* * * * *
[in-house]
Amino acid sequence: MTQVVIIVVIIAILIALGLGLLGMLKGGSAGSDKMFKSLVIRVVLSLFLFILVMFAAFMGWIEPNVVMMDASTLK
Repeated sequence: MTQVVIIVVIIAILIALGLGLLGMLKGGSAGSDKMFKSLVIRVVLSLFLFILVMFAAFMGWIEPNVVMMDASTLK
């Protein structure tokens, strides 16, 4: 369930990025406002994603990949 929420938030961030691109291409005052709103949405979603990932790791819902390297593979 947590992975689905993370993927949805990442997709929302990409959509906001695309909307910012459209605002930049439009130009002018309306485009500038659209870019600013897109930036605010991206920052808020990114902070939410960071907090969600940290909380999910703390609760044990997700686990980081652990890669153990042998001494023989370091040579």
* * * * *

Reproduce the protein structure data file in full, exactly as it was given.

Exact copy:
[in-house]
Amino acid sequence: MTQVVIIVVIIAILIALGLGLLGMLKGGSAGSDKMFKSLVIRVVLSLFLFILVMFAAFMGWIEPNVVMMDASTLK
Repeated sequence: MTQVVIIVVIIAILIALGLGLLGMLKGGSAGSDKMFKSLVIRVVLSLFLFILVMFAAFMGWIEPNVVMMDASTLK
């Protein structure tokens, strides 16, 4: 369930990025406002994603990949 929420938030961030691109291409005052709103949405979603990932790791819902390297593979 947590992975689905993370993927949805990442997709929302990409959509906001695309909307910012459209605002930049439009130009002018309306485009500038659209870019600013897109930036605010991206920052808020990114902070939410960071907090969600940290909380999910703390609760044990997700686990980081652990890669153990042998001494023989370091040579």